Rosemary Verey, the Life and Lessons of a Legendary Gardener, Barbara Paul Robinson, David R. Godine, Publisher.
The English-style garden, complete with pastel palette and focal point, appeared stale and tired-looking, after the Second World War. It might have disappeared from our contemporary gardening lexicon were it not for the contribution of Rosemary Verey who strove to perpetuate its beauty and its charm.
Here is a passionate book that follows the career of a late-blooming garden designer; it also serves as an attestation that sometimes innate talent and perseverance can be a substitute for formal training.
An internationally renowned, self-taught, master gardener, Mrs. Verey wrote her first book at the age of 62; and published seventeen more in the following twenty years. However, it was her avid fans, which she cultivated throughout the USA, who treated her as a V.I.P. Not only did they accord her a celebrity status but also they were responsible for turning most of her books into best-sellers.
Although Mrs. Verey appeared outgoing and sociable, she was, at heart, a private person, even when she made entries into her diary. As a result, Ms. Robinson’s research, thorough and meticulous as it is [sixty-nine people were interviewed} has produced a fascinating chronicle of an influential gardener’s life and career, rather than a biographic narrative. Nevertheless, it is a very satisfying book.
The author also drew upon a personal relationship with her subject. Ms. Robinson, who is a successful New York City lawyer and a passionate gardener, had taken a sabbatical from her practice in order to study under Rosemary Verey’s supervision.
What drew this reviewer into the private world of a housewife – turned – designer was a poignant discovery of antiquated social norms that restricted and shaped the life of a talented women. Mrs. Verey was so gifted that had she been born into contem- porary society she might have become a lawyer or a banker, or even a professor of Economics. Instead, she became a traditional 1950’s wife and mother.
After her children were grown, and while she was contemplating a “second career”, Mrs. Verey decided to redesign the landscape surrounding her home, Barnsley House, an historic U.K. residence, belonging to her husband’s family. The success of that project would eventually catapult her into an international career as an authority on English-style gardens.
With encouragement from her scholarly husband, she began her formidable project by researching historic British gardens. That led to a realization that certain design elements were essential to the creation of beautiful landscapes. Up until that time, such elements had been excusive to large estates.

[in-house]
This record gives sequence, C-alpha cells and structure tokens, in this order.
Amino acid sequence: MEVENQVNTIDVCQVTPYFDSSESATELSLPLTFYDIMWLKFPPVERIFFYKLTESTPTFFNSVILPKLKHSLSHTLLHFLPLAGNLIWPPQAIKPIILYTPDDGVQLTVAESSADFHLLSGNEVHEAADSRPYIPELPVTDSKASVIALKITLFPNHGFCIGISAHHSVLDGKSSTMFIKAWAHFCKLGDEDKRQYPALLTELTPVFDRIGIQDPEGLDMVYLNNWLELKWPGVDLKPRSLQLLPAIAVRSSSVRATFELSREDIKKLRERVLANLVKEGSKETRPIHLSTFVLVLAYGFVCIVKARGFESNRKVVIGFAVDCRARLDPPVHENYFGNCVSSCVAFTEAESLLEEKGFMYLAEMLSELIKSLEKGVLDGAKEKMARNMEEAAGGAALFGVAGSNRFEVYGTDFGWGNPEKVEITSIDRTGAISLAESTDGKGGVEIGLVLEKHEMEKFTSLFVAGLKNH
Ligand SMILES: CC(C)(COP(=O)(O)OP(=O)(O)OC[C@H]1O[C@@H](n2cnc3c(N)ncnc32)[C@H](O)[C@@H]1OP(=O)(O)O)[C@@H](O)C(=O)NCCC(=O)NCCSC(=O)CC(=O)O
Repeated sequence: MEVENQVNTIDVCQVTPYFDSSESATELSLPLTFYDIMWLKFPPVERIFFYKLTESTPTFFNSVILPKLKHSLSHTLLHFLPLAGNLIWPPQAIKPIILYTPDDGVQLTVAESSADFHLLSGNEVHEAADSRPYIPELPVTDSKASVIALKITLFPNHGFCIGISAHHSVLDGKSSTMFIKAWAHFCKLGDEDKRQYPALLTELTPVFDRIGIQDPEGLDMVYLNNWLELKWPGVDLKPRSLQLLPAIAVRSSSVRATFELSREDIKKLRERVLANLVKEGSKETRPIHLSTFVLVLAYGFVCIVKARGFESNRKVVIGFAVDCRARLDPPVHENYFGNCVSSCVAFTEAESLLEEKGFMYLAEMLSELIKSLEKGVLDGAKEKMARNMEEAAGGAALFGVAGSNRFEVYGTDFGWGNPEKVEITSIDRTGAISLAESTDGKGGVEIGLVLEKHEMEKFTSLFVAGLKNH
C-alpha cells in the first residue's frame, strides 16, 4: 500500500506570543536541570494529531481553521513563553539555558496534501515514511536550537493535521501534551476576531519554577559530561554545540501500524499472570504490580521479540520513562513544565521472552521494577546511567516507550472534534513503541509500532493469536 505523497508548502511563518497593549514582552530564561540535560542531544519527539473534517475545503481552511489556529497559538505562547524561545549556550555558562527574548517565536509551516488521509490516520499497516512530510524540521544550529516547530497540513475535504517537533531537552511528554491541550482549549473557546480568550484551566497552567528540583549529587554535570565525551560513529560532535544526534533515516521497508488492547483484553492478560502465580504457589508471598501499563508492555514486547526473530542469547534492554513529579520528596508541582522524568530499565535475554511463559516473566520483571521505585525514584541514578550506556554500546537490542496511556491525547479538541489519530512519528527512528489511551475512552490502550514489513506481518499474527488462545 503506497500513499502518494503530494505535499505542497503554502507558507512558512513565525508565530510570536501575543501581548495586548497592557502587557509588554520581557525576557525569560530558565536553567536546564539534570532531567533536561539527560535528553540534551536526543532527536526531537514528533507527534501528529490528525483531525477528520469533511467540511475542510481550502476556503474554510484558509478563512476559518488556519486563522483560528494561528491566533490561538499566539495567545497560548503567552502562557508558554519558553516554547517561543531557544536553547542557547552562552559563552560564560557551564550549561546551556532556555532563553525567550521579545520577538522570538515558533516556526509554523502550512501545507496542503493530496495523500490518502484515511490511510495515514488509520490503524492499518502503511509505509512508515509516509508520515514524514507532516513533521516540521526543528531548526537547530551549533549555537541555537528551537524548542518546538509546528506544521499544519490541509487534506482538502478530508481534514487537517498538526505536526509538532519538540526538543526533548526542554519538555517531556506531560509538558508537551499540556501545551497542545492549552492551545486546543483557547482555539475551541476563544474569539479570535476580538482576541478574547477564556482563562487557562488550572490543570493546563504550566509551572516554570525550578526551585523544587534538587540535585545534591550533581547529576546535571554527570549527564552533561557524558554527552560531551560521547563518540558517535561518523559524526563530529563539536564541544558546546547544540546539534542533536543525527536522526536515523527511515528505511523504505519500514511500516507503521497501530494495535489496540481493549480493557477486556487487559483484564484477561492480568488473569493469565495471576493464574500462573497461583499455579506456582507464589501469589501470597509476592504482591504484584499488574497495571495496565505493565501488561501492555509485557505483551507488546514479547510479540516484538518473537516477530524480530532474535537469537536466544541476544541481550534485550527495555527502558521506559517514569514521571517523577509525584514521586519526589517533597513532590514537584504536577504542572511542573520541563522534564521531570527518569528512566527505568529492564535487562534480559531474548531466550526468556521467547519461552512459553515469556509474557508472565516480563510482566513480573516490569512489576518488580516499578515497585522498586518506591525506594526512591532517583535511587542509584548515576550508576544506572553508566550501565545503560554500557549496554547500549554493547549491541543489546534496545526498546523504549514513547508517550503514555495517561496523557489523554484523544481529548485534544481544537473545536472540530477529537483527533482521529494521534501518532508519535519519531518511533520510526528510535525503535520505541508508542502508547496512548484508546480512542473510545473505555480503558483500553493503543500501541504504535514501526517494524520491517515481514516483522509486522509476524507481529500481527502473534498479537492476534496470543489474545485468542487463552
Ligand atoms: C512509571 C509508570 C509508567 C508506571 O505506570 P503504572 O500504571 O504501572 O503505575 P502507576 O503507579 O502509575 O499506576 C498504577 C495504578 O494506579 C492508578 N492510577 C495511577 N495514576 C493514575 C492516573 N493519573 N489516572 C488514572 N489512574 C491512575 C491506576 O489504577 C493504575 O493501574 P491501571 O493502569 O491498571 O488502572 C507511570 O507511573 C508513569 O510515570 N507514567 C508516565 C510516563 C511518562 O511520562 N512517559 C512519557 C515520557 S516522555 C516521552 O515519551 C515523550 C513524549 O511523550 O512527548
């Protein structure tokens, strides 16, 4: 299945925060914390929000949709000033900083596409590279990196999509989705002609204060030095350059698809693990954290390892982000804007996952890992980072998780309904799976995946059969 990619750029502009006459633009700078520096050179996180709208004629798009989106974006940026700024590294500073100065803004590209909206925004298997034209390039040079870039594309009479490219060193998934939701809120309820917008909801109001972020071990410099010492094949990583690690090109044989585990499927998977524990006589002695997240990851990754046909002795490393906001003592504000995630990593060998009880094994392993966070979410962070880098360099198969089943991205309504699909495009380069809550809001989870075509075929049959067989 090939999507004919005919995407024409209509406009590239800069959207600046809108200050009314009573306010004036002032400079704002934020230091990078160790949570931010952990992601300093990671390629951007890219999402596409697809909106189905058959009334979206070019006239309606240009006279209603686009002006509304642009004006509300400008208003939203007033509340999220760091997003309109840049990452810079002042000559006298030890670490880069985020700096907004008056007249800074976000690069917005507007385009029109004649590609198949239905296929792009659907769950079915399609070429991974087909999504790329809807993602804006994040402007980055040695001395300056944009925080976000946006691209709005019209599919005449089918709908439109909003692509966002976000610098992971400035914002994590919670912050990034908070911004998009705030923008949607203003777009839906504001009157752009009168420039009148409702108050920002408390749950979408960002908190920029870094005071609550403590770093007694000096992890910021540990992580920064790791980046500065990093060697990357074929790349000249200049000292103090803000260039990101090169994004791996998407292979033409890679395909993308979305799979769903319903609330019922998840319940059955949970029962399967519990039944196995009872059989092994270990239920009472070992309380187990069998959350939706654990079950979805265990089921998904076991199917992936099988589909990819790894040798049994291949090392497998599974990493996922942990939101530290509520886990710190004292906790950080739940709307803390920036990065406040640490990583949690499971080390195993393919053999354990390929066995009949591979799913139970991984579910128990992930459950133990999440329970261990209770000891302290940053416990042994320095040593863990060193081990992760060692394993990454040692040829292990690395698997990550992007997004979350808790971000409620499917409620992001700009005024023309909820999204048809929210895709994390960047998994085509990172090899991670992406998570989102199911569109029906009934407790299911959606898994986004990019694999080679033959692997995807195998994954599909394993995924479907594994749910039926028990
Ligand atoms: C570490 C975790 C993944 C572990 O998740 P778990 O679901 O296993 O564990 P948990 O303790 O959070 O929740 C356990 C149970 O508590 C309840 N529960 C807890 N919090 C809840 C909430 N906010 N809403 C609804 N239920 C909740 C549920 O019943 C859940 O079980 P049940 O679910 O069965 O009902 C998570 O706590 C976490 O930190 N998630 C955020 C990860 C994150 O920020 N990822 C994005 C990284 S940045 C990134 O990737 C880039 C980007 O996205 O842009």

It did not take long for this gifted neophyte designer to learn how to adapt the feel and mood of these aristocratic grounds in order to recreate them on her modest-sized property. Later, when she became the doyen of the English garden to most Americans, one of her most admired talents was the ability to take imposing elements from larger, acclaimed gardens and interpret them for the small scale of the American backyard.
Dedication, perseverance, and hard work - combined with the eye of a mathematician – transformed Mrs. Verey from wife of an upper middle class gentleman into a world-renowned authority on English Gardens. Among her clients were the New York Botanical Garden, Sir Elton John, HRH Charles Prince of Wales, the late King Hussein of Jordan, and the Honorable Hilary Weston of Canada.
Adding to my enjoyment of this book is the way the author weaves several themes throughout the biography. One thread is the confirmation that beautiful English gardens require maintenance. Without it, they cannot perpetuate the vision of the designer. A second thread deals with the feeling of inadequacy experienced by some successful but self-taught designers when in the company of diploma-bearing professionals.
Another theme examines the role the client plays in developing a garden design. When planning the grandest of her projects, no matter how tenaciously she held to her opinions, Rosemary Verey wisely deferred to the whims of the homeowner.
Mrs. Verey’s influence upon me, as well as on many of my colleagues and clients, has been so pivotal that as soon as I found out about this book I added it to my must-read list.
In it I found comfort when I learned that the placement of a plant - as challenging as it might be for us today - was no less of a challenge for the world’s great authority on that subject. It is reassuring to discover that even the most talented among us sometimes struggle, as we do, in order to overcome obstacles.
Readers are in for a treat when they continue to the writer’s acknowledgments at the end of the book. Throughout Ms. Robinson’s manuscript, a secondary story accompanies the biography. It describes the special relationship between Rosemary Verey and her husband; how he continuously encouraged her to achieve her personal goals.
That narrative is echoed in the author’s revelation about the encouragement she received from her own husband so that she too might garden and eventually write this book. What a touching comparison this turns out to be when it creeps up on the reader as a delightful surprise ending.